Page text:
Saturday, 5 March 2011

Equinox and beyond...

What were you doing at age 17? Fast Forwarding through a VHS of Eurotrash to the saucy bits? Searching for a pub that ignored your fresh face and served you without ID? Or were you, like the makers of Equinox, applying the German holistic-art concept of gesamtkunstwerk to stop-motion animation? In 1962, accomplished pianist, student of classical literature, precocious little shit, and special effects enthusiast, David Muren joined an effects-nerd collective advertised in the back of influential American magazine Famous Monsters Of Filmland. Together with part time film journo Mark McGee and animator Dave Allen, Muren and gang experimented with various effects in their back garden for years. Honing their skills before finally deciding (via an injection of cash that was due to be spent on Mullen's education) to make the leap into making a full length feature.

Armed with a 16mm Bolex camera, a crew of friends and a script by cthulu-nut McGee they set out into the woods and over the next 2 and a half years of weekends, school holidays and light evenings, they filmed the story of a wholesome group of young kids who head out for a lovely day in the country, get given an evil book by a cackling old man (Mullen's Grandad), which then unleashes creatures from the very pits of hell. These hell-pit creatures were then constructed and lovingly animated in a makeshift studio in Mullen's dad's shed: making The Equinox... A Journey into the Supernatural, quite literally, a Backyard production.

Although intended as a way to exercise their special effects skills, and perhaps get a few bucks from a late night horror tv show, The Equinox... A Journey into the Supernatural was spotted by Jack H Harris, producer of The Blob, who saw the marketability of the kids vs. demons flick, and got his mate Jack Woods, a professional sound editor, to shoot some extra footage to pad out the film to a sell able length. He added and edited in a whole new plot line about a creepy mounted policeman, starring himself as the leering law man.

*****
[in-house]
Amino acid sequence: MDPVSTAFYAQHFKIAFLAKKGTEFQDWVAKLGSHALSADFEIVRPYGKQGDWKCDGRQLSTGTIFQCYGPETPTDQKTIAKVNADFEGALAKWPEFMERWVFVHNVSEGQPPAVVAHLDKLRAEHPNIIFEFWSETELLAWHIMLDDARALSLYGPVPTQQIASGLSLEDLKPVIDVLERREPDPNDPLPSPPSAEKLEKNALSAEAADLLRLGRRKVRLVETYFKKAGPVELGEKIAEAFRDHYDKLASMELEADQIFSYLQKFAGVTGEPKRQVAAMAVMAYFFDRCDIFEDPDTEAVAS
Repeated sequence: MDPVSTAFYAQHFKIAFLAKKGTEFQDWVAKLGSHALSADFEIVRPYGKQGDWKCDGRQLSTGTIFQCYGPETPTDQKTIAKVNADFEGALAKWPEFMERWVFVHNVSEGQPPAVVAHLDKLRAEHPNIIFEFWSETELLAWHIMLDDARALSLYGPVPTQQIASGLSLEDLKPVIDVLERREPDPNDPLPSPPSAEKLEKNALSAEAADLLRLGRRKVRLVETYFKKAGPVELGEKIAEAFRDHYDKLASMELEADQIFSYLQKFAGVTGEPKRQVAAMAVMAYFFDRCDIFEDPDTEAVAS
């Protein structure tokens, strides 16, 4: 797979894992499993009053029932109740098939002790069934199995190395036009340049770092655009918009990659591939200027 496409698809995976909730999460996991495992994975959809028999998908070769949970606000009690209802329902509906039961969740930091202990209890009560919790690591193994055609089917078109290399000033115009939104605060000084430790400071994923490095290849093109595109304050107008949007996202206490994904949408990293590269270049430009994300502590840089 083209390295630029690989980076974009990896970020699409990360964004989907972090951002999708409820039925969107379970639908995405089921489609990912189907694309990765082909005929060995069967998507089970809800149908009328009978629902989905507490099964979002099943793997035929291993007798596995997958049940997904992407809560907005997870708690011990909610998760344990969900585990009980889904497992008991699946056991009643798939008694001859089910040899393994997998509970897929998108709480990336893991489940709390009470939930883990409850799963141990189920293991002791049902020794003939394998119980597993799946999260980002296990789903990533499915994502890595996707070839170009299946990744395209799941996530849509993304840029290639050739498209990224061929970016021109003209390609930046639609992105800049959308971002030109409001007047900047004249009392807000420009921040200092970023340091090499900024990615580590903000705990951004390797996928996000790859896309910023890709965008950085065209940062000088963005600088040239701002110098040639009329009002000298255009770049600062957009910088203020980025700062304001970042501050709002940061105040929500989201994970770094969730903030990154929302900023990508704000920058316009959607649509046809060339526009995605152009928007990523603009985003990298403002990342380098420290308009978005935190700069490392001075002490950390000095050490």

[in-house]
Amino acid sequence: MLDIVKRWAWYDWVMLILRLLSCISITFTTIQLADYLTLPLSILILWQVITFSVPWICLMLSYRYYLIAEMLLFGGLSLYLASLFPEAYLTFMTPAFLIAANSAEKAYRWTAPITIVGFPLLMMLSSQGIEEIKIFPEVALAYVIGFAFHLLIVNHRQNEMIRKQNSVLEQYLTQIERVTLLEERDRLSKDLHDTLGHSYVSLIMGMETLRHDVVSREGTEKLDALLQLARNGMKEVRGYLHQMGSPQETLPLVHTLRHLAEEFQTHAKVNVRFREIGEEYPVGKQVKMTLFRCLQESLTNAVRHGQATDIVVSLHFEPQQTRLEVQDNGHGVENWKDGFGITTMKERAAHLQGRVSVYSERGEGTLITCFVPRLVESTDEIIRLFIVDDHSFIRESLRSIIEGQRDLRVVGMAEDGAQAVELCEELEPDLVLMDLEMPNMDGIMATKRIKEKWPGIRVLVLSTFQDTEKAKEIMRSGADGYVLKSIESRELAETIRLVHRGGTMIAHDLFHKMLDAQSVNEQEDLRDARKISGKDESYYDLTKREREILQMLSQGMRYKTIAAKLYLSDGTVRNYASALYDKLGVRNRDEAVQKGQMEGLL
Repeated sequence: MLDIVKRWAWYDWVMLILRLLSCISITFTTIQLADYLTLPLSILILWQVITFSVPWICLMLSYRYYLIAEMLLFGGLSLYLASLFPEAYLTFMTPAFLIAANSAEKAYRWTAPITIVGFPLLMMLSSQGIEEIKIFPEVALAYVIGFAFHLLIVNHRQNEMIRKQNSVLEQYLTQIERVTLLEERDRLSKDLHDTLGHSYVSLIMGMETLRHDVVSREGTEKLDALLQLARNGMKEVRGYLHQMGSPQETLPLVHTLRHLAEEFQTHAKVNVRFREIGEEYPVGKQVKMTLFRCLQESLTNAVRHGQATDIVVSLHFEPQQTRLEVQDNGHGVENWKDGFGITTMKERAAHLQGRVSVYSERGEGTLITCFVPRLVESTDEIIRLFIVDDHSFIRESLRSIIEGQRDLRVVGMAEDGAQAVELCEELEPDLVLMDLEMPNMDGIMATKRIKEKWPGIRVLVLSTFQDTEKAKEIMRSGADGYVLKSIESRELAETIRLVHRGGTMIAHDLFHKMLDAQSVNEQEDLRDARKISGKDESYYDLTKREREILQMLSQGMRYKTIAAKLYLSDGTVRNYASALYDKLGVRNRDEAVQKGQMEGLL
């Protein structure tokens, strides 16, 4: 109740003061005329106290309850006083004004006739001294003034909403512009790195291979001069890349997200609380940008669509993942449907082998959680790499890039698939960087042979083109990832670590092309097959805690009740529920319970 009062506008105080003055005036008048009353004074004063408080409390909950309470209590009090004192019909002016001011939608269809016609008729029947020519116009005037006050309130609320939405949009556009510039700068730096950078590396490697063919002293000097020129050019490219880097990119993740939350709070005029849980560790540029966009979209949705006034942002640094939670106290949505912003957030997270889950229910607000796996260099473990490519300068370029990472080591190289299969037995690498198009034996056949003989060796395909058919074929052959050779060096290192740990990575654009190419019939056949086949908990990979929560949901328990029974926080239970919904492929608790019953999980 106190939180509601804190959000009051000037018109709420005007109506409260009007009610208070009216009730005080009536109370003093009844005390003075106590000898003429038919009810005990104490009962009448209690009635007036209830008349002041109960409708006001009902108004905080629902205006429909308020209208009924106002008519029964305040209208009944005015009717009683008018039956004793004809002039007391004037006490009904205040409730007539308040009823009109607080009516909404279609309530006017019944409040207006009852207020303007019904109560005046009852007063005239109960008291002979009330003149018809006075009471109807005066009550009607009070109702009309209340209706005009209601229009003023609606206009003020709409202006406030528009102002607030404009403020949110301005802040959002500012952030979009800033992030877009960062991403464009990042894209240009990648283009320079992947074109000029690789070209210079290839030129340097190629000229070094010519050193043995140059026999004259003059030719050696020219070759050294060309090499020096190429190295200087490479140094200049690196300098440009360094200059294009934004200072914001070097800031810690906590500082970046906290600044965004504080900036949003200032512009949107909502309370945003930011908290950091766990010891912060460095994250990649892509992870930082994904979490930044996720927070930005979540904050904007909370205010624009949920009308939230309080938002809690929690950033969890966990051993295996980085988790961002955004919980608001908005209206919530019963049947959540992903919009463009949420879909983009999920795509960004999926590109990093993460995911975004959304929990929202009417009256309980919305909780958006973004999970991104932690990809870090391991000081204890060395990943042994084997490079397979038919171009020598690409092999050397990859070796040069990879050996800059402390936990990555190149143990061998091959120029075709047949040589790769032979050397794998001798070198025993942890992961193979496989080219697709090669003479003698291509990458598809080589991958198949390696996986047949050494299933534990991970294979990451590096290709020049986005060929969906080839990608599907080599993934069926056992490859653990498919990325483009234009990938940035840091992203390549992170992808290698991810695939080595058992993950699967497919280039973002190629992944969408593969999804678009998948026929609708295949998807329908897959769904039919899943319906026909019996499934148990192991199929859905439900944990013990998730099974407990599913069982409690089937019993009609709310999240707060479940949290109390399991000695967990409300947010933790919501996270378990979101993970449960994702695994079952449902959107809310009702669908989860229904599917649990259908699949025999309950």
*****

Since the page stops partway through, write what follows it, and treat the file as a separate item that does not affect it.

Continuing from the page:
This new fuller version of the film had the title shortened to just Equinox and went on to be a success on the drive-in circuit.

While a little-watched film, Equinox's legacy is undeniable. Mullen went on to revolutionise special effects, working as visual effects supervisor on the Abyss, Terminator 2, and Jurassic Park and all pivotal films in the development of CGI, and shaping many of our childhoods, working on the visual effects for the proper Star Wars trilogy and E.T. He won 6 Oscars and is the only effects artist to have a star on the Hollywood Walk Of Fame. Dave Allen went on and had a career producing fantastic, and characterful, stop motion such as the little Batteries Not Included aliens, the Young Sherlock Holmes graveyard confectionery attack, the Puppet Master's puppets and the Demonic Toys. McGee carried on writing and directing genre fare such as Sorority Party Massacre II and Bad Girls From Mars.

Of the four main stars, only Frank Bonner, the slightly more devil-may-care male lead, carried on working in show business. He made himself a healthy acting career with various American TV sitcoms, including a regular gig as one of Screech's fellow teachers on Saved By The Bell: The New Class. Jack Woods went back to sound editing and ended up working on such sequels as Critters 2, Look Who's Talking Too and Naked Gun 2 1/2

But legacy: Schmagacy. Is this flick worth a watch or what?

Fuck yes.

Even if you are not charmed by the effects of yesteryear there is still tons to enjoy. The characters were obviously created by a bunch of bookish young men with little real world experience. The men in Equinox, tackle the increasingly bizarre situations with hilariously stoic good sense while the women are pretty young things who will wander off and get into trouble when there's not a man around to tell them what to do. Evil Dead fans will have a field day. With it's teenagers find necrotelecomunicony thing and unleash all manner of terrors plot, Equinox can easily be viewed as a prequel. Deadites will also see echoes of Sam Raimi's camera work in some of the scenes, most obviously in an early crucifix-related freakout scene early in the picture.

So, whether you want Evil Dead 0.5, a chance to see hoe today's top FX bods got started, or just an enjoyably clunky creature feature, Equinox will show you a good time.

Join us as we visit this classic tomorrow evening at the Mucky Pup.

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